closed beta is closing soon, but not without one last big closed beta event. The team is looking for as many people as possible to log in and stress test the game’s server hardware
on Saturday, April 23rd. Participants will have their names entered eternally upon a list that records the people who took part in the final stress test of Gigantic
‘s servers, assuming that someone is in fact recording such a list eternally for some reason.
Stress testing will take place between 3:00 p.m. EDT and 5:00 p.m. EDT on Saturday, with two maps available for participants to storm across. If you want to give the current closed beta one last spin before the game enters another phase of testing, you know when to show up.
With the beginnings of Landmark’s storyteller system in place, MassivelyOP’s MJ is on the prowl for some player-made dungeons to dive! She’s already had fun creeping through her neighbor’s crypt, but there’s so much more to be found. Will she bust up a ring of dark-elf wizards plotting to take over the island, or maybe storm a castle overrun with skeletons? And what new bosses will MJ stumble into? Join us live at 2:00 p.m. as she searches for some fun player-made content.
Who: MJ Guthrie
When: 2:00 p.m. EDT on Friday, April 22nd, 2016
The virtual reality EVE Valkyrie is striving to prove that it’s not just a passing fad. The starship dogfighting game announced that it’s prepping a free content update for late May or early June that will take players into a brand-new battle mode.
This update is themed around an assault on a giant carrier. Obviously, this is a pretty daunting challenge for smaller fighters and will take place over three stages. The first stage is a skirmish to take out the carrier’s shields, the second is an attack on and around the carrier itself, and the third will take pilots inside the carrier to destroy its core.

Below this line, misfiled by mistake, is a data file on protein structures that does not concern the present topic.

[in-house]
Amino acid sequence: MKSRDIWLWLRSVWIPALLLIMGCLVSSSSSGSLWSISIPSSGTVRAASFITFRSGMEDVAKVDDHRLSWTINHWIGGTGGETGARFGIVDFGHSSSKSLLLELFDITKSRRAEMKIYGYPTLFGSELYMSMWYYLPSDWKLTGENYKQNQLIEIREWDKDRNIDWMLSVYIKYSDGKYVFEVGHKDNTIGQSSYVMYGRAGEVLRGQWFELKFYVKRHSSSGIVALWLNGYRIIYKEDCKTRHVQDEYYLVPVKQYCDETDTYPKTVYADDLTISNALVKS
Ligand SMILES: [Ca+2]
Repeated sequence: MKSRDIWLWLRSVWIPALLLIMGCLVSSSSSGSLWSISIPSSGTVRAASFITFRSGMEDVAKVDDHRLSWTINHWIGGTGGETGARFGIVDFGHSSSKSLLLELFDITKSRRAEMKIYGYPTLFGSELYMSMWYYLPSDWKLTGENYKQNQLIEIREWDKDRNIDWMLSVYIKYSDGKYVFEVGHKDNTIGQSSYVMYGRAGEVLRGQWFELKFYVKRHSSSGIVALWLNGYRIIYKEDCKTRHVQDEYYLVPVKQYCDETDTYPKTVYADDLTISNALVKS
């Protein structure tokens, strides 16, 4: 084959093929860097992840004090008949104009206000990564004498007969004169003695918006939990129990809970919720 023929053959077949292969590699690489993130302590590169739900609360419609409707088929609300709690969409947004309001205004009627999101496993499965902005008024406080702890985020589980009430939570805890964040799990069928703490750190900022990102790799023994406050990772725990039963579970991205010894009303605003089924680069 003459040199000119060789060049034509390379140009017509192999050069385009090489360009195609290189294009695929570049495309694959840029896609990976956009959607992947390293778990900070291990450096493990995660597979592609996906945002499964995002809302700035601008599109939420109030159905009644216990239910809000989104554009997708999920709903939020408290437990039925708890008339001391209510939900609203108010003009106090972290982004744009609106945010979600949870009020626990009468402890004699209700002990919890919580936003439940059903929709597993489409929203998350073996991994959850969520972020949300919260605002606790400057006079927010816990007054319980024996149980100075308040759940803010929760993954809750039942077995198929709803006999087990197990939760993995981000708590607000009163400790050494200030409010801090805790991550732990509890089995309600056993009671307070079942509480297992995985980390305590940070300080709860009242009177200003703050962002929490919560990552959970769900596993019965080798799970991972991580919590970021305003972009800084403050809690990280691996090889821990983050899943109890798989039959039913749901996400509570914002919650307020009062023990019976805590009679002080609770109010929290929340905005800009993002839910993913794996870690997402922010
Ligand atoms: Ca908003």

To keep players from getting bored due to long travel distances during the carrier assault, the devs are adding in a speed boost gate that will give fighters a temporary rush of extreme velocity.
We’ve got the carrier assault gameplay video after the jump!
Dungeons and Dragons Online
was a very strange game at first glance.
Ten years ago, I ventured into Stormreach with no more motivation than a longstanding desire to play D&D and an idle curiosity to see what an MMO version of this famous pen-and-paper RPG would be like. DDO was so very unlike World of Warcraft and its ilk that it took a large mental readjustment to get into the spirit of the game.
But adjust I did, and off and on I spent the next five years enjoying what this title had to offer. It was one of the first games that I helped to cover on Massively-that-was (yes, DDO had its own weekly column back in the day), and I looked forward to my weekly runs with a team of friends and colleagues. It’s bizarre to look back and realize that DDO is now a decade old and still gamely forging on, and in the spirit of this anniversary I wanted to offer up some of my favorite aspects of this unique title.